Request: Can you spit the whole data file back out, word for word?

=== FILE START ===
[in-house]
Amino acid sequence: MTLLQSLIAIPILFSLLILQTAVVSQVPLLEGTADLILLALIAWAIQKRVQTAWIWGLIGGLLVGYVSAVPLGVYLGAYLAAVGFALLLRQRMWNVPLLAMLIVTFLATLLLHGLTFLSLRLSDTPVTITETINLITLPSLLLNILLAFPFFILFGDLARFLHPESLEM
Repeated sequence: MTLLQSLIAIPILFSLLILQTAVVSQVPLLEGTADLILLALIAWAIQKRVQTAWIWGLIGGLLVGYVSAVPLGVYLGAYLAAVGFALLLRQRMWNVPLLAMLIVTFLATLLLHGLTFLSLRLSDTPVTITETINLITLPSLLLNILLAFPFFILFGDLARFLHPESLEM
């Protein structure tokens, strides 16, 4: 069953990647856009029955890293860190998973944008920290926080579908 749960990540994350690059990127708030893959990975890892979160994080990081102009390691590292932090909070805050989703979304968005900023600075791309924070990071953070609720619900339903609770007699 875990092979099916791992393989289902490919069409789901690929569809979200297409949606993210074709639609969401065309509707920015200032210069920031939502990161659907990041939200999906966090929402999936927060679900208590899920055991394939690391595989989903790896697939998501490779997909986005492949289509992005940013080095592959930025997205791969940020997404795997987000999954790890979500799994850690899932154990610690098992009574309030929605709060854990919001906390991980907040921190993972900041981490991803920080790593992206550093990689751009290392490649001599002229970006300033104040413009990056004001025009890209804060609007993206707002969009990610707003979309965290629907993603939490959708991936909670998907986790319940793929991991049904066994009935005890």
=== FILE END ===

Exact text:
[in-house]
Amino acid sequence: MTLLQSLIAIPILFSLLILQTAVVSQVPLLEGTADLILLALIAWAIQKRVQTAWIWGLIGGLLVGYVSAVPLGVYLGAYLAAVGFALLLRQRMWNVPLLAMLIVTFLATLLLHGLTFLSLRLSDTPVTITETINLITLPSLLLNILLAFPFFILFGDLARFLHPESLEM
Repeated sequence: MTLLQSLIAIPILFSLLILQTAVVSQVPLLEGTADLILLALIAWAIQKRVQTAWIWGLIGGLLVGYVSAVPLGVYLGAYLAAVGFALLLRQRMWNVPLLAMLIVTFLATLLLHGLTFLSLRLSDTPVTITETINLITLPSLLLNILLAFPFFILFGDLARFLHPESLEM
């Protein structure tokens, strides 16, 4: 069953990647856009029955890293860190998973944008920290926080579908 749960990540994350690059990127708030893959990975890892979160994080990081102009390691590292932090909070805050989703979304968005900023600075791309924070990071953070609720619900339903609770007699 875990092979099916791992393989289902490919069409789901690929569809979200297409949606993210074709639609969401065309509707920015200032210069920031939502990161659907990041939200999906966090929402999936927060679900208590899920055991394939690391595989989903790896697939998501490779997909986005492949289509992005940013080095592959930025997205791969940020997404795997987000999954790890979500799994850690899932154990610690098992009574309030929605709060854990919001906390991980907040921190993972900041981490991803920080790593992206550093990689751009290392490649001599002229970006300033104040413009990056004001025009890209804060609007993206707002969009990610707003979309965290629907993603939490959708991936909670998907986790319940793929991991049904066994009935005890």